Brand-new Navy aircraft carrier and floating catastrophe USS Gerald R. Ford was forced to return to Naval Station Norfolk in Virginia after encountering issues with its propulsion train, Navy Times reports — the second critical failure in the propulsion system to roil the next-generation supercarrier, after a previously undisclosed failure was initially discovered months ago.
The engines don't work. Well, sort of: According to Navy Times, problems "reside in the mechanical components associated in turning steam created by the nuclear plant into spinning screws that power the ship through the water," although Naval Sea Systems Command spokesman Bill Couch asserted that the new problem was different from an earlier problem identified by the crew in January and publicly disclosed this month. NAVSEA told Bloomberg that shipbuilder Huntington Ingalls identified the issue as a "manufacturing defect" rather than an overall design flaw.
This is what testing is supposed to accomplish. Sure, headlines make the Ford sound like the spiritual ancestor to the USS Shitty Kitty, but naval warfare reporter Chris Cavas rightfully points out that these errors turn up all the time in pre-service shakedown; indeed, the Associated Press notes that the Ford was expected to steam to the Newport News in July to fix any existing technical issues, of which there are many.“Ford has been tasked with conducting critical test and evaluation operations that identify construction and design issues,” NAVSEA spokesman Colleen O’Rourke told Navy Times. “As a continuation of that testing and evaluation process, Ford got underway to conduct an independent steaming event that would allow the ship and its crew to continue testing its systems and procedures.”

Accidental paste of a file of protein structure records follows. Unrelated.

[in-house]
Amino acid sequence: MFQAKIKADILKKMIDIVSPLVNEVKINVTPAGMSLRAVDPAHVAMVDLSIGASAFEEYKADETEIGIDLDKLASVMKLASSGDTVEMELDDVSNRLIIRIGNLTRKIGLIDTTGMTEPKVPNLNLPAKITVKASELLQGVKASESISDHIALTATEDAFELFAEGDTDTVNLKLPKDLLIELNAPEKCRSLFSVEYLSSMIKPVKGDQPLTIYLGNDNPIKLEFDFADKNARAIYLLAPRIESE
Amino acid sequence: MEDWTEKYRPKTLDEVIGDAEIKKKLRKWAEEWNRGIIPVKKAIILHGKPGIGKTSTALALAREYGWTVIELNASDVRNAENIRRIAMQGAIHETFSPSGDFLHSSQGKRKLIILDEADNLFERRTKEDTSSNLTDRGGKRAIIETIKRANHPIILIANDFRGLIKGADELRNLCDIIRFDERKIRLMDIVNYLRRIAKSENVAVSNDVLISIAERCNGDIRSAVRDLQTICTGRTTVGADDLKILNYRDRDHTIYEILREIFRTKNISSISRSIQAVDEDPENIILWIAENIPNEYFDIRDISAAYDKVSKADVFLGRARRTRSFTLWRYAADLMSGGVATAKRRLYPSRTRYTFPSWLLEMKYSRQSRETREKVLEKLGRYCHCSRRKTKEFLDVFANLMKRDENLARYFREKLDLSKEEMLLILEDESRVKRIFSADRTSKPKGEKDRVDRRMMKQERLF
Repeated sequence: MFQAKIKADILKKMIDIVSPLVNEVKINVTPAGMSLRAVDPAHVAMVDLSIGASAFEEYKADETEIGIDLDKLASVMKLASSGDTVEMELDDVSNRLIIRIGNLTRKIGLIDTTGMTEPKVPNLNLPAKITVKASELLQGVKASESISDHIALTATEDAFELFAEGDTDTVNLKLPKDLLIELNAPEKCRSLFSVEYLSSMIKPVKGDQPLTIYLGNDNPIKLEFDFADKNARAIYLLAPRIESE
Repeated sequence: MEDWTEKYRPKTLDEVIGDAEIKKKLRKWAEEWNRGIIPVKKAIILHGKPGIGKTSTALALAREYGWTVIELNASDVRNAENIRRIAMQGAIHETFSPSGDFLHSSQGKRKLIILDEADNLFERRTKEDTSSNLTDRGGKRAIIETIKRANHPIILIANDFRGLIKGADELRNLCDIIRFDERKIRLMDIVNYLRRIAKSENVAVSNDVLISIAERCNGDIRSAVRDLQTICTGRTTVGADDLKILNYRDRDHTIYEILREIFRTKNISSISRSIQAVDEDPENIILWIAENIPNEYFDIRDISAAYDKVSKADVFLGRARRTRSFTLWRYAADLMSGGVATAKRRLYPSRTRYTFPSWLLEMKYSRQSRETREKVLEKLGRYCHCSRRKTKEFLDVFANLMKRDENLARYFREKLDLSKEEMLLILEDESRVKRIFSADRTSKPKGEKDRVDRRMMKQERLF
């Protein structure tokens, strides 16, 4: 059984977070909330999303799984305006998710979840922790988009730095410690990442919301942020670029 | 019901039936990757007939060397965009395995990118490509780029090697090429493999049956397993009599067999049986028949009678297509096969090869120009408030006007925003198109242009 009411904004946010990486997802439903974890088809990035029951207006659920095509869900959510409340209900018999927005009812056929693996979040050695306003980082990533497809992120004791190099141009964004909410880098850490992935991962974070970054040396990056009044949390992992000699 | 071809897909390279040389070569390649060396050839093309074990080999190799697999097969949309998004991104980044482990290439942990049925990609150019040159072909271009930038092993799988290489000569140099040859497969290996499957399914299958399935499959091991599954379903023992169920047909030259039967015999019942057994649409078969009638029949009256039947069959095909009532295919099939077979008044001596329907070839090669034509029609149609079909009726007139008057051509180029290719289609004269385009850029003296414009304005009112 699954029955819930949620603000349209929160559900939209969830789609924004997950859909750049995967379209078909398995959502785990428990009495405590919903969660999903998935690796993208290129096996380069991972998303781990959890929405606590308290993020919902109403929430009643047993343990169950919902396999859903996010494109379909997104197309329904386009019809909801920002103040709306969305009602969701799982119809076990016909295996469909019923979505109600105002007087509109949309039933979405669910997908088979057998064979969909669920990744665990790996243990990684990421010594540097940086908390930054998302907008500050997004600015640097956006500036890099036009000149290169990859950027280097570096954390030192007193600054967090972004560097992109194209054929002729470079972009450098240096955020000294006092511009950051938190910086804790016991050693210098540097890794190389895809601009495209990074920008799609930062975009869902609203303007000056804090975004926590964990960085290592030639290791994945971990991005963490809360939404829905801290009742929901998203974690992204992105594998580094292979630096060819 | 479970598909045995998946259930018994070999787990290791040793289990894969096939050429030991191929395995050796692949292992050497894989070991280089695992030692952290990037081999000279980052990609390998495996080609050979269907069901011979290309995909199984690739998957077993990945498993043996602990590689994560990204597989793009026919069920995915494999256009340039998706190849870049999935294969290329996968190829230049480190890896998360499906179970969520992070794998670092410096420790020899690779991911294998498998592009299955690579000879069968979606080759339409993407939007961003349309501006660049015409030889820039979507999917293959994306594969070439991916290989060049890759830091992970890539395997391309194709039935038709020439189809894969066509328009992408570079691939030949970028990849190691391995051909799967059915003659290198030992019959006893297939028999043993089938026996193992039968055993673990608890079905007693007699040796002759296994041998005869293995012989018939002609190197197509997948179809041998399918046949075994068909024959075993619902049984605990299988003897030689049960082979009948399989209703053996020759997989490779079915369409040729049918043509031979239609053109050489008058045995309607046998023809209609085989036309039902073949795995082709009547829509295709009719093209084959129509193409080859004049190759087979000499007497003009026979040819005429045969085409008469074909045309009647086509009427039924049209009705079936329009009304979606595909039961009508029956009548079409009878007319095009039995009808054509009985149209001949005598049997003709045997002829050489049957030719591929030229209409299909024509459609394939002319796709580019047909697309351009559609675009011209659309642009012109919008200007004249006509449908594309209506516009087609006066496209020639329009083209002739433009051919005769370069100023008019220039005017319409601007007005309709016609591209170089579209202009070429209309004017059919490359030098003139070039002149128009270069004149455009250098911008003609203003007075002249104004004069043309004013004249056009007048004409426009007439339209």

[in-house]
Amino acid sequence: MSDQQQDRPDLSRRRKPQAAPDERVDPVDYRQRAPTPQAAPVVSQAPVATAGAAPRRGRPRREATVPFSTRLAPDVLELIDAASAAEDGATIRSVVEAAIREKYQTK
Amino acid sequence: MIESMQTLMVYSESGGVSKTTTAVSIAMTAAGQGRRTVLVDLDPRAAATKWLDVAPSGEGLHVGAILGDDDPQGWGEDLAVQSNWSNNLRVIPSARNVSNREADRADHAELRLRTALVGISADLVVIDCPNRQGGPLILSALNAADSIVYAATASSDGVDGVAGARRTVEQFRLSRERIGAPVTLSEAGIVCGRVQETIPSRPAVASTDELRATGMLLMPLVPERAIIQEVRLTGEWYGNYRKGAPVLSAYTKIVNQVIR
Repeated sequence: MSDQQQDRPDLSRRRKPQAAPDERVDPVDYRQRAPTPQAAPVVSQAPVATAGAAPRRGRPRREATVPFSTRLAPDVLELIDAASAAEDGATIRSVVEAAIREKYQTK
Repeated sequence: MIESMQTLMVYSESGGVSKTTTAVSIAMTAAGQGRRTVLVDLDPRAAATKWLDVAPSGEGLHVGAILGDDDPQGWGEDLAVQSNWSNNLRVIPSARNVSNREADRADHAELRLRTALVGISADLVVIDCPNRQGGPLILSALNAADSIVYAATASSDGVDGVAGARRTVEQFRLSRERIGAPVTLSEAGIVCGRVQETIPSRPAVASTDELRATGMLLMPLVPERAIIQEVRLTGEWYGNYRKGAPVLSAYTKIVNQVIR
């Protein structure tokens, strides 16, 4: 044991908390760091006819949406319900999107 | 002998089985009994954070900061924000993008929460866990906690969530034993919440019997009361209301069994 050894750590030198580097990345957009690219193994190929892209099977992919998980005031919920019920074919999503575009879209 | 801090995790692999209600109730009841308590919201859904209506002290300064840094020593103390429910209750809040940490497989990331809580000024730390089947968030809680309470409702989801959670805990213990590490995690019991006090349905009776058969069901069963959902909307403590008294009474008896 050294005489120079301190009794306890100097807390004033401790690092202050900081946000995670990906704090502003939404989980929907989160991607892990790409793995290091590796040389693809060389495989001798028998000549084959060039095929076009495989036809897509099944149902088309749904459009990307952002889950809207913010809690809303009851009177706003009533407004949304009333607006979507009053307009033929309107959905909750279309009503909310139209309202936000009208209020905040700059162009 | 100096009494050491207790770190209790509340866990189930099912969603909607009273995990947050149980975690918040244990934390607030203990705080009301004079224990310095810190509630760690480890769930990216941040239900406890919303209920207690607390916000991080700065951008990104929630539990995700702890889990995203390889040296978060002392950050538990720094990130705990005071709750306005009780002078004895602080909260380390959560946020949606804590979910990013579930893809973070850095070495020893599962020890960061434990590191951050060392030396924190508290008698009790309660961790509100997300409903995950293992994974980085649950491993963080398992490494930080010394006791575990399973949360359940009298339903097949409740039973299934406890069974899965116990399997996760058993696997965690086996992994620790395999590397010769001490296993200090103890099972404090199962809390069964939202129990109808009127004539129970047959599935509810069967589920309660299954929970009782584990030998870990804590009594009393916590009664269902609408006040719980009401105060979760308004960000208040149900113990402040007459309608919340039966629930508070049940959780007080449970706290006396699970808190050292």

Yet another issue... News of the Ford's propulsion issues comes months after an intensive assessment, conducted by the Office of the Director of Operational Test and Evaluation and published in January, revealed a slew of technical problems plaguing the Pentagon's first new carrier design in nearly four decades. Those problems included “poor or unknown reliability” among critical systems and, most embarrassingly, inconsistencies with that brand-new "digital” Electromagnetic Aircraft Launching System (EMALS) that President Donald Trump railed against last year.
... and bad timing: Even if the Ford's myriad issues are worked out through the Navy's standard testing evaluation protocol, news of the propulsion issues couldn't have emerged at a worse time for the service. NAVSEA announced on May 11 that the Navy would have to shell out an additional $120 million for the carrier, bringing its total cost to around $13.03 billion — well above the $12.9 billion cap set by Congress back in April. It doesn't help that the Navy is currently pushing lawmakers to expedite the purchase of a fourth Ford-class aircraft carrier.
Aircraft carriers: They're just like us! By which I mean broken and expensive. Are you reading this, boss? I need a raise and some vacation. Thanks.
An Oregon Air National Guard F-15C Eagle that made an emergency landing on Wednesday ditched its entire arsenal of live air-to-air missiles before touching down at Portland International Airport, The War Zone reports.
President Donald Trump announced in December that he would withdraw all U.S. troops from Syria, but Sen. Lindsey Graham has since made a strong push to keep a small residual force along the Turkish border along with troops from European allies.
The former Navy SEAL among a group of eight men arrested earlier this week in Port-au-Prince on weapons charges says he was providing security work "for people who are directly connected to the current President" of Haiti.
"We were being used as pawns in a public fight between him and the current Prime Minister of Haiti," said Chris Osman, 44, in a post on Instagram Friday. "We were not released we were in fact rescued."
It's a photo for the ages: a Marine NCO, a Greek god in his dress blues, catches the eye of a lovely young woman as her boyfriend urges her on in distress. It's the photographic ancestor of the much-loved "distracted boyfriend" stock photo meme, made even sweeter by the fact that this is clearly a sailor about to lose his girl to a Devil Dog.
Well, this photo and the Marine in it, which hopscotched around Marine Corps Facebook and Instagram pages before skyrocketing to the front page of Reddit on Thursday, are very real.
The photo shows then-Staff Sgt. Louis A. Capozzoli — and he is absolutely not on his way to steal your girl.